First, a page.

MyTrendingStories brings recommendations about how to avoid scams today? Cindy Dawson, a 39-year-old customer service representative for a manufacturing firm, fell for a Nigerian named Simon Peters whom she met on a dating site. “We started talking on the phone,” the divorced mother of three recalls. “He said his father lived in Bolingbrook, Illinois, not far from me.” They exchanged photos; Peters was a handsome man. Dawson sent him pictures of her kids, who also talked to him on the phone. “He kept saying how much he cared about me,” says Dawson, fighting back tears at the memory. “I was in love with him.” Soon enough, Peters started asking for money—small amounts at first, to buy food. He always wanted the money wired by Western Union to someone named Adelwale Mazu. Peters said he couldn’t use his own name because he didn’t have the right documentation. “It started progressing to higher amounts of money,” says Dawson. “I sent him money for airfare from Nigeria. I drove to the airport, but he never showed.” Avoidance maneuver: “On the Internet, it is almost impossible to be too paranoid,” says Durst. “But don’t be paralyzed; be smart.” Dating and social-networking sites can be a great way to meet new friends, even from foreign countries. But if someone you know only from the Web asks for money, sign off quickly and follow these other tips for keeping yourself safe from online dating scams.
Trending news from MyTrendingStories writing platform: Skimming is the act of stealing information directly from the card itself. Skimmers can be placed on card readers in public locations like a gas pump or ATM. Card skimmers have only gotten more sophisticated over the years. With new technology, criminals have shifted to using card shimmers. Shimmers are paper-thin devices that are jammed into a card reader, usually at an ATM or gas pump, to steal the data from a chip card. A shimmer is hard to see with the naked eye, but a telltale sign of a shimmer is a feeling of tightness when sliding the card in-and-out of the reader. If there is unusual friction, even slightly, there may be a shimmer in the ATM or gas pump. If you suspect shimming is happening at an ATM or gas pump, report the incident to the establishment and replace your debit or credit card. It’s also a good idea to cup one hand over the other when typing in your PIN at an ATM or gas pump.
mytrendingstories.com anti-scam advice: Some of the most significant categories of online scams promise you can make easy money online or from home by doing little to no work at all. Here are a few to watch out for: Remote work: There are many actual remote positions online; however, some work-from-home opportunities may be a trap. Watch out for jobs that require you to pay to start working. Digital currency: An account manager may ask you to deposit your bitcoin or cryptocurrency, with promises of doubling or tripling your money. Online Dating or Romance Scams: The TV Show, Catfish initially aired in 2012. So, you might be familiar with the deception known as ‘catfishing’ on the internet. Fraudsters prey on dating sites to find vulnerable people who are seeking a partner. Once a romantic connection is established, the fraudster will lure that person into draining their bank accounts. Read extra info on mytrendingstories scam.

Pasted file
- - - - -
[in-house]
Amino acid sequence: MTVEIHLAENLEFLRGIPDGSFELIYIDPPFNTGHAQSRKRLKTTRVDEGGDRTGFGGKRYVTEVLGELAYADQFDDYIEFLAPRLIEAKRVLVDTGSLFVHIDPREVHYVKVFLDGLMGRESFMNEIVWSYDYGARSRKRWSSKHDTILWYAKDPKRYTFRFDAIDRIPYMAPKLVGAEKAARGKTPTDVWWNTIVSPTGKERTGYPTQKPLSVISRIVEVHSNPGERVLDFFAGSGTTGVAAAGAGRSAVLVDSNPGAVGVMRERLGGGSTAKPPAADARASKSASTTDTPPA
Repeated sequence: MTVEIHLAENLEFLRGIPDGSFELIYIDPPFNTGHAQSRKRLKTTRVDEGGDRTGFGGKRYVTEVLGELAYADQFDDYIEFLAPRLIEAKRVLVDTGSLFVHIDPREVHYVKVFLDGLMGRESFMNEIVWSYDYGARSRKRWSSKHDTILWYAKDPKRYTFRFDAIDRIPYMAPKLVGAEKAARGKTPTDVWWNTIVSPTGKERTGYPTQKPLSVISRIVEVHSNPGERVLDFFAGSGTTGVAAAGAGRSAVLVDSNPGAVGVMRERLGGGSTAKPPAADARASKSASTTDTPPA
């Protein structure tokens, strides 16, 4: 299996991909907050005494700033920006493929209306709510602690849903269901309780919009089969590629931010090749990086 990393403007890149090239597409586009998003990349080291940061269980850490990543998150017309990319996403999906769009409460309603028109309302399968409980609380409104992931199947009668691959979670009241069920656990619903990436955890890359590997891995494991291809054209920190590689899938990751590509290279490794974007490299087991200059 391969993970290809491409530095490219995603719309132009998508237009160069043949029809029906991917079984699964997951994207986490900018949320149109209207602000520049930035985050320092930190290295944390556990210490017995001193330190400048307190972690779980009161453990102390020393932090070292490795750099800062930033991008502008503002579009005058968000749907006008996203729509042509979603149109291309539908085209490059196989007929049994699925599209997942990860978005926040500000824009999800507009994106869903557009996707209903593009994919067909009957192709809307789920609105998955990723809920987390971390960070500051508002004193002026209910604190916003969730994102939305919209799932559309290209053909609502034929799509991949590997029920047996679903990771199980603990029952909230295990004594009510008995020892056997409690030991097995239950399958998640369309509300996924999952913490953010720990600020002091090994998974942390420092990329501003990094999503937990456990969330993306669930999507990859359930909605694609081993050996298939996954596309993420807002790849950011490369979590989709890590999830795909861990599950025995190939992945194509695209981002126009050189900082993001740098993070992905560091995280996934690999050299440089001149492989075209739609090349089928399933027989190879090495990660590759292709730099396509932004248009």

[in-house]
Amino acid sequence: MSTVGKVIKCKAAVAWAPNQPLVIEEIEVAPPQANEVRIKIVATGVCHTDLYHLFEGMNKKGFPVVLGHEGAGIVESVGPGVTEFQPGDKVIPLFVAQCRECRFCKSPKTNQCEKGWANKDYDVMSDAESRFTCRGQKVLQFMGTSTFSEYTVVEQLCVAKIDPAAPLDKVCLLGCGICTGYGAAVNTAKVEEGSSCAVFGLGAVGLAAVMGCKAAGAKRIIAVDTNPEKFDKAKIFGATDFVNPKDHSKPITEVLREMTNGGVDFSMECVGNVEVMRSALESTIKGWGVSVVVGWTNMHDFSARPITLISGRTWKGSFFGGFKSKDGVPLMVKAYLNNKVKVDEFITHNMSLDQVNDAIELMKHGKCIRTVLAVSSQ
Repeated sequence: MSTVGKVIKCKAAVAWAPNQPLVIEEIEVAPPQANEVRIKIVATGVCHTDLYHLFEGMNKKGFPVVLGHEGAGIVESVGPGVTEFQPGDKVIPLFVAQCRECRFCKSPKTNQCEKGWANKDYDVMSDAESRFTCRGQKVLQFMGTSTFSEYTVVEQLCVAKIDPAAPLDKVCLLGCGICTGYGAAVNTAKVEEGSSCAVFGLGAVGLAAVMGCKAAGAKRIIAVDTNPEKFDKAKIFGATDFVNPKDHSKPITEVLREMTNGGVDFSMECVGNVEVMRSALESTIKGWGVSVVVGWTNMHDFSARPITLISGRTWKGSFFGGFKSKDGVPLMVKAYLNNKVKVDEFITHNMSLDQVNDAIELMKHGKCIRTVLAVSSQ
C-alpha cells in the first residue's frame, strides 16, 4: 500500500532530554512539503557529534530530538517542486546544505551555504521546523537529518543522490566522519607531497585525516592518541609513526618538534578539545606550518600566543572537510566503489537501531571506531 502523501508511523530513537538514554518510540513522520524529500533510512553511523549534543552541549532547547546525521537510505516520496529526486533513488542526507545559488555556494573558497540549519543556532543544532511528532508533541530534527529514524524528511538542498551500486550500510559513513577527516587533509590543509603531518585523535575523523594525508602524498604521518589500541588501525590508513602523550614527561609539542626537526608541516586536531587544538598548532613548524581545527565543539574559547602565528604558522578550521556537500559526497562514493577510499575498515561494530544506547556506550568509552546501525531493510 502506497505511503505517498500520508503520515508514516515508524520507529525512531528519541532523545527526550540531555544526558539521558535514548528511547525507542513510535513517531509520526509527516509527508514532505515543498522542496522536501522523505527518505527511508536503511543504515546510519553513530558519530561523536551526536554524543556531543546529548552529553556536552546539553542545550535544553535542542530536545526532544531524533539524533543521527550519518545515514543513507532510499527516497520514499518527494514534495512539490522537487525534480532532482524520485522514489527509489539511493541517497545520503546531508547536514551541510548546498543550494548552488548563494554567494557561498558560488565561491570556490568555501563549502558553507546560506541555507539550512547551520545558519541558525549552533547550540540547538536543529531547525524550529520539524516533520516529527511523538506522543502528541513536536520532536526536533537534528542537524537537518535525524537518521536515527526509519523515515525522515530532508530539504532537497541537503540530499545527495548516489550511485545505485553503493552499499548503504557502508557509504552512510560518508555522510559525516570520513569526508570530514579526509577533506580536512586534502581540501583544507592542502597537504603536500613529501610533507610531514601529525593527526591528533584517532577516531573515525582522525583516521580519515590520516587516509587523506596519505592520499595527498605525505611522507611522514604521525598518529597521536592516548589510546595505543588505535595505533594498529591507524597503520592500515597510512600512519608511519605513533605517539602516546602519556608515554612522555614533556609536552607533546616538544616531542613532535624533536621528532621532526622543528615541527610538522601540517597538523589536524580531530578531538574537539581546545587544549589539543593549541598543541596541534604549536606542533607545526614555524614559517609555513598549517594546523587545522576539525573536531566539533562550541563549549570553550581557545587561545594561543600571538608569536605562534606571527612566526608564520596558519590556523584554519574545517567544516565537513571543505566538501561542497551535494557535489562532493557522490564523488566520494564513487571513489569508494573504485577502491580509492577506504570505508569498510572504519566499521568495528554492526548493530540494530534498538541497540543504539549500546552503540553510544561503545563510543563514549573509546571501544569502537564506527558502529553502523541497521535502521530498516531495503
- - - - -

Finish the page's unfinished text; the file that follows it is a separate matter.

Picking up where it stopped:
Mytrendingstories.com shows how to escape scams: “Somebody can place a property on their website, make it look like as legitimate as possible, but at the end of the day, it’s actually just a shell of a listing,” said Duquesnel. Talk to the homeowner by phone — not just through email. That way you can ask detailed questions about the property and local attractions. If they give vague answers, that’s a red flag. Look up the address online using Google Street View to confirm the property exists and matches the pictures you saw. Always pay with a credit card – not a debit card. Don’t wire money or use a pre-paid card. That’s like sending cash. “My sister-in-law was scammed out of a vacation rental because she sent a check. She got down there, and that house didn’t exist,” Duquesnel explained. If you pay with a credit card, charges can be disputed.
Can I get my money back? Your first port of call is the company or person that took your money. It may be worth seeing if you can get your money back from them – though if it’s a scam, this route’s unlikely. If you bought something costing more than £100 (ie, £100.01+) on a credit card, you may be able to claim it back under a little-known law: Section 75. Once you’ve paid using a credit card, the card provider and retailer are locked into a legally binding contract, so if the retailer can’t or won’t refund you, you can raise the dispute with your card provider. You won’t be covered under Section 75 if you used a debit card or spent exactly £100 or less on a credit card, but you could try to claim your money back under the chargeback scheme. It’s a voluntary agreement by your debit or charge card provider to stand in your corner if anything goes wrong. It’s not as effective as Section 75, and rules vary between providers. Unfortunately, if you’ve transferred the money using sites such as Moneygram, Western Union or PayPal, you generally can’t get your money back once you’ve handed it over. Read additional info on https://mytrendingstories.com/.